Blocking IM

[Ref: Skype Access Controls]

Table of Contents:

  • Domain Name
  • Browser Identification
  • CONNECT and numeric IP Addresses

My primary purpose, is to block general access to Skype and Instant Messaging, because they are out of context for our organisation provisioned services. Came across the WWW howtos, and did something slightly differently (aggregating what knowledge is out there) so I’m recording it here so I can readily get at the information for other squid installs I deploy.

Skype, and other Instant Mesaging (IM) clients, make it their business to circumvent Proxies so they can reach as many clients as possible (even if you don’t want those clients connecting through the Internet.) Some of the methods used by IMs you can block using Squid, providing you have broad controls of how your internal users gain access to the Internet.

If all Internet access is proxied by one service or another, then you are in a good position for successfully blocking IMs.

There are generally 3 different ways that you can identify Instant Message clients.

  • The Domain Name’s they are trying to contact
  • The Browser Id they use
  • The method of connection

Domain Name

Most clients will initially attempt to connect to their parent/central host by the hosts’ domain name. Such as:


With the above case, we can begin the 1st layer of blocking IMs by blocking access to the above domain names:

File Snippet: /etc/squid/squid.conf

acl block_im dstdom -i "/etc/squid/block_im.txt"

http_access deny block_im

File snippet: /etc/squid/block_im.txt


Now, as we’re using regular expressions, we are going to be explicit with our domain names so as not to inadvertently block legitimate sites that may have the same ending domain name.

Use “^” to specify DOM begins at this point, and explicitly specify a “.” by using “.” because “.” by itself generally means “any character”.

Wrapping the search criteria in brackets “(” regexp “|” regexp “)” simplifies the line.

Browser Identification

Not as useful, because remember as mentioned above the IM providers don’t want to be blocked, and have no obligation to make life easier for you by telling us who they are.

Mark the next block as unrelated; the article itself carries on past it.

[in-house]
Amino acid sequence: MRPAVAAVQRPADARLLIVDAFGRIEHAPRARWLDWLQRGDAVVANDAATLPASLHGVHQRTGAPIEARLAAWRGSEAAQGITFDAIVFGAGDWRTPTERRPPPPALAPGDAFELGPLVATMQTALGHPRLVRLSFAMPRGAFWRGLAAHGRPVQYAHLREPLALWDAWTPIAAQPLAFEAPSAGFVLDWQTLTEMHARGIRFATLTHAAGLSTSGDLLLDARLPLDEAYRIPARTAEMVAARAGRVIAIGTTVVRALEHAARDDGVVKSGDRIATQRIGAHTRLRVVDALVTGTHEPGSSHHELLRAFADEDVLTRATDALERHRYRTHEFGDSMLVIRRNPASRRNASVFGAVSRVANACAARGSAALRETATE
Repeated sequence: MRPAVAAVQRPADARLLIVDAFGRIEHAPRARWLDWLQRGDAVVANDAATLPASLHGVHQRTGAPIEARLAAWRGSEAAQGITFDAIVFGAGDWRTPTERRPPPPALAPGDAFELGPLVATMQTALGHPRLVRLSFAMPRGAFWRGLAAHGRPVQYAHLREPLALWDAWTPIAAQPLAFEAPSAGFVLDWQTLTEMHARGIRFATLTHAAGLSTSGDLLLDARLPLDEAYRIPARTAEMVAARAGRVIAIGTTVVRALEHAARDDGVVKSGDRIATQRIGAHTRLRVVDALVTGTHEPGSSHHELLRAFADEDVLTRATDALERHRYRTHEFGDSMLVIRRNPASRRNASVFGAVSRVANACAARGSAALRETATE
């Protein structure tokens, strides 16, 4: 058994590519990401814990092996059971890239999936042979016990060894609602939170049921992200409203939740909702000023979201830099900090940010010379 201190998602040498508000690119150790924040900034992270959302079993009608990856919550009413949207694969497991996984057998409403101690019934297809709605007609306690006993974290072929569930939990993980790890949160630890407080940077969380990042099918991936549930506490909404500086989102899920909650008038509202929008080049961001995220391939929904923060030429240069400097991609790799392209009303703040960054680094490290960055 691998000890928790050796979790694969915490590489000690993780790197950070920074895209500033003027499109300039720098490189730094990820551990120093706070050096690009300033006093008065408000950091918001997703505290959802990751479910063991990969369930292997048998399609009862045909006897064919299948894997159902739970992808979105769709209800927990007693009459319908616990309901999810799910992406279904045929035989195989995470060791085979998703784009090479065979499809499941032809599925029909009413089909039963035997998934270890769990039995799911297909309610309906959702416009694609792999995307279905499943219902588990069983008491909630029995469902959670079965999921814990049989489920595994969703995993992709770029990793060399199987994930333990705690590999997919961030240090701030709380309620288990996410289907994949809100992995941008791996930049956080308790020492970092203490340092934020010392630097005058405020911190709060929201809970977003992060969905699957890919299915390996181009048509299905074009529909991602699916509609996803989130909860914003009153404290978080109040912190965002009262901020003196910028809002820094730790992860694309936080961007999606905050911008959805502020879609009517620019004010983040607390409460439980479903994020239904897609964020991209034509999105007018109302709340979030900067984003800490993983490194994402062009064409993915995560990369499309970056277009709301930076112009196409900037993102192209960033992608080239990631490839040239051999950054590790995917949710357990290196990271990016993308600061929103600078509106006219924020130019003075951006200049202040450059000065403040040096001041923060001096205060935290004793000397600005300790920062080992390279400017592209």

acl Skype_UA browser ^skype

http_access deny Skype_UA

CONNECT and Numeric IPs

[Ref: Regular expression that matches valid IPv6 addresses]

An avoidance method used by IM clients, and malware sites, is to:

  • use HTTPS to prevent casual viewing of their data
  • use the HTTPS CONNECT method to provide a real-time communications mechanism.
  • use Numeric IP addresses, to bypass standardfilters

In practise, port 443 is the “accepted” standard for HTTPS traffic, so our first inclination is to not allow HTTPS traffic on any other port.

The next step, as per above, is to identify connections to Numeric IP Addresses, and explicitly deny use of the HTTPS CONNECT METHOD for these addresses.

acl numeric_IPs dstdom_regex ^((25[0-5]|(2[0-4]|1{0,1}[0-9]){0,1}[0-9])\.){3,3}(25[0-5]|(2[0-4]|1{0,1}[0-9]){0,1}[0-9])|){1,4}:((25[0-5]|(2[0-4]|1{0,1}[0-9]){0,1}[0-9]).){3,3}(25[0-5]|(2[0-4]|1{0,1}[0-9]){0,1}[0-9]))$


File extract: /etc/squid/squid.conf

acl block_im dstdom -i "/etc/squid/block_im.txt"
acl allow_skypeusers src "/etc/squid/allow_skypeusers.txt"
acl numeric_IPs dstdom_regex ^((25[0-5]|(2[0-4]|1{0,1}[0-9]){0,1}[0-9])\.){3,3}(25[0-5]|(2[0-4]|1{0,1}[0-9]){0,1}[0-9])|){1,4}:((25[0-5]|(2[0-4]|1{0,1}[0-9]){0,1}[0-9]).){3,3}(25[0-5]|(2[0-4]|1{0,1}[0-9]){0,1}[0-9]))$
acl Skype_UA browser ^skype

http_access deny CONNECT !Safe_ports
http_access deny CONNECT !SSL_ports
http_access deny CONNECT numeric_IPs !allow_skypeusers
http_access deny Skype_UA !allow_skypeusers
http_access deny CONNECT block_im
http_access deny block_im